Two main categories of DSP
Two main categories of DSP
Analysis Filtering
Measurement
Digital Signals
- feature extraction
- signal recognition
- signal modeling
........
- noise removal
- interference
removal

Digital Signals
Lecture #1:
Lecture #1:
A big picture about
A big picture about
Digital Signal Processing
Digital Signal Processing
Duration: 1 hr
Outline:
1. Signals
2. Digital Signal Processing (DSP)
3. Why DSP?
4. DSP applications
Advantages of Digital Signal
Advantages of Digital Signal
Processing
Processing
Flexible: re-programming ability
More reliable
Smaller, lighter less power
Easy to use, to develop and test (by using the
assistant tools)
Suitable to sophisticated applications
Suitable to remote-control applications
Limitations of Digital Signal
Limitations of Digital Signal
Processing
Processing
A/D and D/A needed aliasing error and
quantization error
Not suitable to high-frequency signal
Require high technology
Lecture #1:
Lecture #1:
A big picture about
A big picture about
Digital Signal Processing
Digital Signal Processing
Duration: 1 hr
Outline:
1. Signals
2. Digital Signal Processing (DSP)
3. Why DSP?
4. DSP applications
Radar
Biomedical
Biomedical
Analysis of biomedical signals, diagnosis, patient
monitoring, preventive health care
Speech compression
Speech compression
Speech
Speech
recognition
recognition
Communication
Communication
Digital telephony: transmission of information in
digital form via telephone lines, modern technology,
mobile phone
Image processing
Image processing
Image enhancement: processing an image to be more
suitable than the original image for a specific application
It makes all the difference whether one sees darkness through It makes all the difference whether one sees darkness through It makes all the difference whether one sees darkness through It makes all the difference whether one sees darkness through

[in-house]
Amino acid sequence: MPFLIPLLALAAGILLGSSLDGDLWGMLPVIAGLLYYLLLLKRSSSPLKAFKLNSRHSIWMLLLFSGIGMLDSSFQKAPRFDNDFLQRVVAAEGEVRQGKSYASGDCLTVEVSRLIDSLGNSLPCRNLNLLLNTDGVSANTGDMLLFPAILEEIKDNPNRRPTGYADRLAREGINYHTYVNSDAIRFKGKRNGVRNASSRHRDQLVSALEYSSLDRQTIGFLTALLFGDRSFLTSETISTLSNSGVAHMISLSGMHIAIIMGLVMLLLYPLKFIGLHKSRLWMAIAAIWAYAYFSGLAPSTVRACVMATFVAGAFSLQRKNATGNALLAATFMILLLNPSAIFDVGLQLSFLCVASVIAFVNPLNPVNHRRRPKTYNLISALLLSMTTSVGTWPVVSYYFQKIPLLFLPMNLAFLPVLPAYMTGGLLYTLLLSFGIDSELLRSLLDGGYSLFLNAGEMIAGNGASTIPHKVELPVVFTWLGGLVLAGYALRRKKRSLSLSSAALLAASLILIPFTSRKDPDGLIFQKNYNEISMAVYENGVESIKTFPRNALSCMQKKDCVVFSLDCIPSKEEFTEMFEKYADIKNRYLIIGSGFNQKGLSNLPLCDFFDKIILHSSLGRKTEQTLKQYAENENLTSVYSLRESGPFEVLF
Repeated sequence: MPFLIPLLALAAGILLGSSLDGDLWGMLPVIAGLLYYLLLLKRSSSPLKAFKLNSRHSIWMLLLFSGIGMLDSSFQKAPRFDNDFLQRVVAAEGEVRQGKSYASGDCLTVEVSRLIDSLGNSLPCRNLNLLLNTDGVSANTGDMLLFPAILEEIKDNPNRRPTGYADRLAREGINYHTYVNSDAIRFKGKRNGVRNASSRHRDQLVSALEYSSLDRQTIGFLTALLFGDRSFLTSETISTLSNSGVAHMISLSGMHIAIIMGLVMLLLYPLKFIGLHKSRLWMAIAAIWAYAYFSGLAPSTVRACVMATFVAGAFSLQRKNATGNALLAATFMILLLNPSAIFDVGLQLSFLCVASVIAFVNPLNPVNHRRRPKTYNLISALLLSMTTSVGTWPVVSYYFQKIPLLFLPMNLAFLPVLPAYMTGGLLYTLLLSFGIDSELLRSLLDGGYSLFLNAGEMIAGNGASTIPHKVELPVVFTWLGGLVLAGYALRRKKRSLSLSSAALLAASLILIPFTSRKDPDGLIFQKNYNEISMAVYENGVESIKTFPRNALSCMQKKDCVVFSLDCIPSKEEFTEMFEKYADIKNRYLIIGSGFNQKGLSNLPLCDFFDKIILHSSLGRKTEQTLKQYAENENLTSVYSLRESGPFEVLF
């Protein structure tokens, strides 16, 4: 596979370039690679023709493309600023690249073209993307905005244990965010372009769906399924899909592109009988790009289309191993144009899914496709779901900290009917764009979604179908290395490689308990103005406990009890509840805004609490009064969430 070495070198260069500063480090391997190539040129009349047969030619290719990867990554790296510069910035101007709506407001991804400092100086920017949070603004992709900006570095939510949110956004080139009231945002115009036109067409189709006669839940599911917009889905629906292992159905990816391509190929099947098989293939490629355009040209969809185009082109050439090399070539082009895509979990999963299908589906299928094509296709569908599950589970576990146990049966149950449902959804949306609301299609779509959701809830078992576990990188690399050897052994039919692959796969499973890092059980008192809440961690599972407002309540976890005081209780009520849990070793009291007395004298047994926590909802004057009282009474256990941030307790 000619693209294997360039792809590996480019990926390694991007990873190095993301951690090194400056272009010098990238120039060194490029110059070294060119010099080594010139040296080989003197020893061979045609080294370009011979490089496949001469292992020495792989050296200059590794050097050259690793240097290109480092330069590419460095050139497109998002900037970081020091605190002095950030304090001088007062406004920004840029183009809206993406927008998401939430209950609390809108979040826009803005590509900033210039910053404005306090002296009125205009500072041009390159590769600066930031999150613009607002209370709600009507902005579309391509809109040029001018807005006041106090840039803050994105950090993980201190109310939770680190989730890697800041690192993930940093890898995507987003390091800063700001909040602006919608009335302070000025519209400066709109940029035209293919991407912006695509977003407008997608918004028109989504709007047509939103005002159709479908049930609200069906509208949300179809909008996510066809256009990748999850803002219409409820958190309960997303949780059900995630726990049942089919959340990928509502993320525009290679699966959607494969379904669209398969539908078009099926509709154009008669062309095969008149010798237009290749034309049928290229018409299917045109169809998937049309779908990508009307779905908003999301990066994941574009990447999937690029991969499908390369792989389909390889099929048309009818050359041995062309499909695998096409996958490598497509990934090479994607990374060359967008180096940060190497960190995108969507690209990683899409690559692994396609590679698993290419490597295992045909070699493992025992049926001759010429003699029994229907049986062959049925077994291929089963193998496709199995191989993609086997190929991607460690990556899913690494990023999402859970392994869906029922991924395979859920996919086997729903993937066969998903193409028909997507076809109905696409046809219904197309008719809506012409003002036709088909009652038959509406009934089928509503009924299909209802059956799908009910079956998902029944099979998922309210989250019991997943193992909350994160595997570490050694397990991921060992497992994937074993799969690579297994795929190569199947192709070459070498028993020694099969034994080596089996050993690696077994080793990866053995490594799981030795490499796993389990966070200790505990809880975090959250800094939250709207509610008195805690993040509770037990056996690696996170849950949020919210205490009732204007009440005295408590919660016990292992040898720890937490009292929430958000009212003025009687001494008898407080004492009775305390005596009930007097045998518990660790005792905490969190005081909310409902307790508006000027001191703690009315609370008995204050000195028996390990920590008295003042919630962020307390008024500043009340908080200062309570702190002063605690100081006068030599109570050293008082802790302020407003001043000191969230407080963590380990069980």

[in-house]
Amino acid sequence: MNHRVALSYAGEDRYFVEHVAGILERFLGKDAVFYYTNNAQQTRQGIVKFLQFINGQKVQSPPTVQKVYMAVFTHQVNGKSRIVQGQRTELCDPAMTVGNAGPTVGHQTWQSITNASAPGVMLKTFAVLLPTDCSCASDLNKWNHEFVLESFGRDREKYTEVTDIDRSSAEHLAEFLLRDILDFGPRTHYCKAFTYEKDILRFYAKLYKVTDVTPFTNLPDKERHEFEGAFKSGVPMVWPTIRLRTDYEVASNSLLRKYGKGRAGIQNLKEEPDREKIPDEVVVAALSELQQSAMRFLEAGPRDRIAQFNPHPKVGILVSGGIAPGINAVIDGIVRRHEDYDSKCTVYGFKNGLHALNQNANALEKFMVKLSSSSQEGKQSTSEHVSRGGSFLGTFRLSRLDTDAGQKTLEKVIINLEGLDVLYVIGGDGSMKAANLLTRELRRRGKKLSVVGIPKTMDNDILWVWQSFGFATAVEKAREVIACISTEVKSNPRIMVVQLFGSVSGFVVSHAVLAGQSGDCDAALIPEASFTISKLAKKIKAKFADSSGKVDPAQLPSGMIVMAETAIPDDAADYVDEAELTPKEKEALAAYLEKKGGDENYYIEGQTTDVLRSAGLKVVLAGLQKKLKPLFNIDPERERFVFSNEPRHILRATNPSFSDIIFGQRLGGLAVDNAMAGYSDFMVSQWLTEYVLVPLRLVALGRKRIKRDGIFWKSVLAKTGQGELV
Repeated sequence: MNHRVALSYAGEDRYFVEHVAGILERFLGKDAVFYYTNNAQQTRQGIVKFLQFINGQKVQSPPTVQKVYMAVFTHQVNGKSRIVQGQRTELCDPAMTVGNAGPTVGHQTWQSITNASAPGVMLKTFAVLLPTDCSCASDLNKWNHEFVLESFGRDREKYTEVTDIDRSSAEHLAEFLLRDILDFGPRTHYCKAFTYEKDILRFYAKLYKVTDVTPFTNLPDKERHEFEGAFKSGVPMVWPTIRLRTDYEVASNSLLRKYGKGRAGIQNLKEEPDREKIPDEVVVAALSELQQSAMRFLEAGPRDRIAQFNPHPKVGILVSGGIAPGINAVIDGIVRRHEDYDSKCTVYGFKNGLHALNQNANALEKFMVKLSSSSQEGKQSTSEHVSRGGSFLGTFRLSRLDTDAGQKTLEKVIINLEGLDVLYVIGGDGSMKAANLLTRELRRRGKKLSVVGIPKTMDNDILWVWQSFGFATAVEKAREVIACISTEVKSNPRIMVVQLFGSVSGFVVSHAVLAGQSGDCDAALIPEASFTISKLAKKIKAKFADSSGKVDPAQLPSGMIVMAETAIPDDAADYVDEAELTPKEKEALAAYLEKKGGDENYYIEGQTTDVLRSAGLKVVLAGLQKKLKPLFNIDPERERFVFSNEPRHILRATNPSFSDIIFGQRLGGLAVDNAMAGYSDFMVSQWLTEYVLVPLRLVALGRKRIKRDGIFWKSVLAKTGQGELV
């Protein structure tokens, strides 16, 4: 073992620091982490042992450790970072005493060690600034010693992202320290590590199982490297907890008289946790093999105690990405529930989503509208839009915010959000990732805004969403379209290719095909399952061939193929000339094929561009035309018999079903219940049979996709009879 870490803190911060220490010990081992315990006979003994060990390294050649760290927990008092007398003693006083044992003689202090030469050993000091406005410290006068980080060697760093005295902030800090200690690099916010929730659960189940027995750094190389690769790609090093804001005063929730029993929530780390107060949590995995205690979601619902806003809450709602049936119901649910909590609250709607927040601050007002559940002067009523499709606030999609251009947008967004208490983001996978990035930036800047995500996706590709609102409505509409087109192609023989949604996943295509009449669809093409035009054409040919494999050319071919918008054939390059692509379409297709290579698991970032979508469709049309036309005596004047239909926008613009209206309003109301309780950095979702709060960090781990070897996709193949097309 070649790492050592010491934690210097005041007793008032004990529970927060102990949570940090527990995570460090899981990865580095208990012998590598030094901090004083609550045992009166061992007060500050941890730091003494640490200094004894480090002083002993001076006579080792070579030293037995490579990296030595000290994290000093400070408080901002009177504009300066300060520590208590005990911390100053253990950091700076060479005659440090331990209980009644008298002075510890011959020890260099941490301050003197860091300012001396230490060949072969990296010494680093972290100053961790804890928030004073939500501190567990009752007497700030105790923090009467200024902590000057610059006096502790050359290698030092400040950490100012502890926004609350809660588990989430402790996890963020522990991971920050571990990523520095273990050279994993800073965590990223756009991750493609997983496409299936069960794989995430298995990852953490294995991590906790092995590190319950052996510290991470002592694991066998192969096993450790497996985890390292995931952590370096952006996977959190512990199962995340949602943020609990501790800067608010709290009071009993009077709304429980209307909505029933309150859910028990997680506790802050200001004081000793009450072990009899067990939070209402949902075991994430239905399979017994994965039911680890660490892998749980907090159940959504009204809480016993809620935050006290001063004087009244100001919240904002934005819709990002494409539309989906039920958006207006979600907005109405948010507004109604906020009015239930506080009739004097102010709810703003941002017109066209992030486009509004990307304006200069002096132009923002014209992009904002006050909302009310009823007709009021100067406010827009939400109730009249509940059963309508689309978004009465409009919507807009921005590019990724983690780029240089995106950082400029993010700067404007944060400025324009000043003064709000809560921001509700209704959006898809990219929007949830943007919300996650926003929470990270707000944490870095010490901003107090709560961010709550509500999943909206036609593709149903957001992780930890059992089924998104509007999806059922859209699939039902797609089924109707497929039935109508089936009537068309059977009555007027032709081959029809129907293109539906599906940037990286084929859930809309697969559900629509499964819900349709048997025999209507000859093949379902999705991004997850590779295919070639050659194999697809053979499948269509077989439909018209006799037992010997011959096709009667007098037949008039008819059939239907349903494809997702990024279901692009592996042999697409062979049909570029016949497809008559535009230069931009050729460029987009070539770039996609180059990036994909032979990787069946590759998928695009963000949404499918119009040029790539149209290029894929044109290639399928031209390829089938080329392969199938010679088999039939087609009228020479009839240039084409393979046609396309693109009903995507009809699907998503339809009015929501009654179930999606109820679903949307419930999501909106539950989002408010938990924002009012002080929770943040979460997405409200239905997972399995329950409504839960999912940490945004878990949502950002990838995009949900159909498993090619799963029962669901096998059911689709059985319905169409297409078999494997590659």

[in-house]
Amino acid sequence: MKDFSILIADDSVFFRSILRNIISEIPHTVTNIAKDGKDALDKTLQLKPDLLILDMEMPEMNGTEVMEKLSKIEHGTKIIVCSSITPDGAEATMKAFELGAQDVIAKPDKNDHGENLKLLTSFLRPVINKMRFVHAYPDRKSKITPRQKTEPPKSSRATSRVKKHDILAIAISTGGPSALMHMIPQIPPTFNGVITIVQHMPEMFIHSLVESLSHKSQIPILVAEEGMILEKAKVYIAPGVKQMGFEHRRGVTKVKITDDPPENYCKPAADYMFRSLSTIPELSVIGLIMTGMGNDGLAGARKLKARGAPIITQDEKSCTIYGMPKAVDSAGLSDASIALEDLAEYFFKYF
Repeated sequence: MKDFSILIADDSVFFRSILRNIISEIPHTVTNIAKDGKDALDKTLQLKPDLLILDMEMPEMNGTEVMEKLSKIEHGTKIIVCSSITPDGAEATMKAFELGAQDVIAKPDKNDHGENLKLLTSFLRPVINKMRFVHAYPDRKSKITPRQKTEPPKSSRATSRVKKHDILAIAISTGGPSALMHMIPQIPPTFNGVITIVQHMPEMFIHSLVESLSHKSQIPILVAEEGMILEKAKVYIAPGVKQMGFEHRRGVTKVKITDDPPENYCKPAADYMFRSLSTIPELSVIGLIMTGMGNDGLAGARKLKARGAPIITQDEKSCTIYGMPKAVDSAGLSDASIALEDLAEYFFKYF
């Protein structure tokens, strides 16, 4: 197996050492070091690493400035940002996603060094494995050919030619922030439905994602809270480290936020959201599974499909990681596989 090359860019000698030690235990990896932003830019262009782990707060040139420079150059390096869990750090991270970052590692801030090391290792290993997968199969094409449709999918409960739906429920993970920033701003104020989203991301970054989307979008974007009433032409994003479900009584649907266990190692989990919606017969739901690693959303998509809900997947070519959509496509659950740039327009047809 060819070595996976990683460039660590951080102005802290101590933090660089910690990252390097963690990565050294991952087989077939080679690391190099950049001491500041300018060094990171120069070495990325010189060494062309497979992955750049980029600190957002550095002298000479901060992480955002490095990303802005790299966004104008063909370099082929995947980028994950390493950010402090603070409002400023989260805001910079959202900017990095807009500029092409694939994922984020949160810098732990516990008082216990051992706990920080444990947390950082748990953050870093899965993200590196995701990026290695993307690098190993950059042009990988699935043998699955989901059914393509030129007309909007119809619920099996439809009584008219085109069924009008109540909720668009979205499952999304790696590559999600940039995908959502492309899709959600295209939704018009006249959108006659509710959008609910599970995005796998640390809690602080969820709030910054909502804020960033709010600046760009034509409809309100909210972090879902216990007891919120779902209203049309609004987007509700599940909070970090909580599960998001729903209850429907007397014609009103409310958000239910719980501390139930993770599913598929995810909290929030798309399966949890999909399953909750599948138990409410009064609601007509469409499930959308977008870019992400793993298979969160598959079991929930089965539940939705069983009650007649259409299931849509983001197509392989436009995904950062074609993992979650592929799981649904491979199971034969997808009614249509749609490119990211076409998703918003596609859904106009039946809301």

the light or brightness through the shadows the light or brightness through the shadows the light or brightness through the shadows the light or brightness through the shadows
David Lindsay David Lindsay David Lindsay David Lindsay
Image processing
Image processing
Image compression: reducing the redundancy in the
image data
UW Campus (bmp) 180 kb UW Campus (jpg) 13 kb
Image processing
Image processing
Image restoration: reconstruct a degraded image using a
priori knowledge of the degradation phenomenon
Music
Music
Recording, encoding, storing
Playback
Manipulation/mixing
Finger print recognition
Finger print recognition
Noise removal
Noise removal
Lecture #2:
Lecture #2:
Analog
Analog
-
-
to
to
-
-
Digital and
Digital and
Digital
Digital
-
-
to
to
-
-
Analog conversion
Analog conversion
Duration: 2 hr
Outline:
1. A/D conversion
2. D/A conversion
ADC
ADC
Sampling
Sampling
Continuous-time signal discrete-time signal
Analog
world
Digital
world
Sampling
Sampling
Sampling
Taking samples at intervals and dont know what happens in
between cant distinguish higher and lower frequencies:
aliasing
How to avoid aliasing?
Nyquist
Nyquist
sampling theory
sampling theory
To guarantee that an analog signal can be perfectly
recovered from its sample value
Theory: a signal with maximum of frequency of W Hz must
be sampled at least 2W times per second to make it possible
to reconstruct the original signal from the samples
Nyquist sampling rate: minimum sampling frequency
Nyquist frequency: half the sampling rate
Nyquist range: 0 to Nyquist frequency range
To remove all signal elements above the Nyquist frequency
antialiasing filter
Anti
Anti
-
-
aliasing filter